Neo-Romanian façade

Neo-Romanian style facade, house dating from the mid-1920s, Mosilor area, Bucharest (©Valentin Mandache)

This it how an “ordinary” Neo-Romanian style house façade looks. The four storey building dates from the mid 1920s and belongs to the mature stage of development of this style, which took place between 1906, the year of the Great Royal National Exhibition, when the Neo-Romanian order was made known to the wider public, thenceforth becoming fashionable among the mass of the citizens, and the late 1920s, when the style reached a crisis of expression under the “assault” of modern forms, ideas and technologies brought about by the increasingly popular, in Bucharest and Romania, Art Deco and Modernist styles. This particular façade displays a multitude of archetypal Neo-Romanian elements such as references to the Christian trinity in the number of window sectors (envisaged as triptychs), the number of three-lobed veranda arcades, etc., short columns decorated with the rope motif, arched window pediments, or an allusion to the cula tower (the c17th-c18th fortified yeoman houses of Oltenia region in the frontier south western region of the country) seen in the massive protruding multi storey Oriel window-veranda structure.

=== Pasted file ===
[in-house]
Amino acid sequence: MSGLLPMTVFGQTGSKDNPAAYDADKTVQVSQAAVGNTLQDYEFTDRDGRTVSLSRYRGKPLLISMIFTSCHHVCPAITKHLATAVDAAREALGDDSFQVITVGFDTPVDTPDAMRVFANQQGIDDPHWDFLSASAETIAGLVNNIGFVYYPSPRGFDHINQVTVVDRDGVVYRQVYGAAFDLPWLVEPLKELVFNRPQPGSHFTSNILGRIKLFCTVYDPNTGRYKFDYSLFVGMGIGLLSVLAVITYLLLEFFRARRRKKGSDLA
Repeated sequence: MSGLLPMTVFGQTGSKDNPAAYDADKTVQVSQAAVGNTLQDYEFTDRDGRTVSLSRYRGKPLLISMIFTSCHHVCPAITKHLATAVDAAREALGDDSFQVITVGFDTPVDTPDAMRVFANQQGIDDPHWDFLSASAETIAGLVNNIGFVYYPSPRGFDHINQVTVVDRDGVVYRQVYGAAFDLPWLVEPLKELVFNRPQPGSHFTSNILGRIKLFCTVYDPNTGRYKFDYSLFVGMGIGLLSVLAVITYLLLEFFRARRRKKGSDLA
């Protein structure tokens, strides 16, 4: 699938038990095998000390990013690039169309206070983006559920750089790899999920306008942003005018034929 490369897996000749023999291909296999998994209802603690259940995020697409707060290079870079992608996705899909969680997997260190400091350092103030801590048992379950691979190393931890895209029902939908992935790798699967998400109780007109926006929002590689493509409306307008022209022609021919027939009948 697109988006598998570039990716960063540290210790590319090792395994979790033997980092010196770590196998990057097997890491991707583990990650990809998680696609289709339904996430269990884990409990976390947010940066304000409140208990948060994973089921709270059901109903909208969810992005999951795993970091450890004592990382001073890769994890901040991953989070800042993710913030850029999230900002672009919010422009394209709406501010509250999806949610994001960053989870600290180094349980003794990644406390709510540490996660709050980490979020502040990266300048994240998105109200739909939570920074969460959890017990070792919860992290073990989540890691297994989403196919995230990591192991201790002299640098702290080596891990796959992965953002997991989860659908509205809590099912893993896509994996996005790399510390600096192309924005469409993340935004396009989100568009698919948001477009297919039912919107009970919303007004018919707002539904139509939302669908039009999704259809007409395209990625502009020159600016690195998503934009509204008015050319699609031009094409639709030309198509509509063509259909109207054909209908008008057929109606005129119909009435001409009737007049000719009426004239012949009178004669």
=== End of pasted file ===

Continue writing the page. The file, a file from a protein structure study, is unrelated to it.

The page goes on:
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I endeavour through this series of periodic articles to inspire appreciation of the historic houses of Romania, a virtually undiscovered, but fascinating chapter of European architectural history and heritage.

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If you plan acquiring or selling a historic property in Romania or start a renovation project, I would be delighted to advice you in sourcing and transacting the property, specialist research, etc. To discuss your particular plan please see my contact details in the Contact page of this weblog.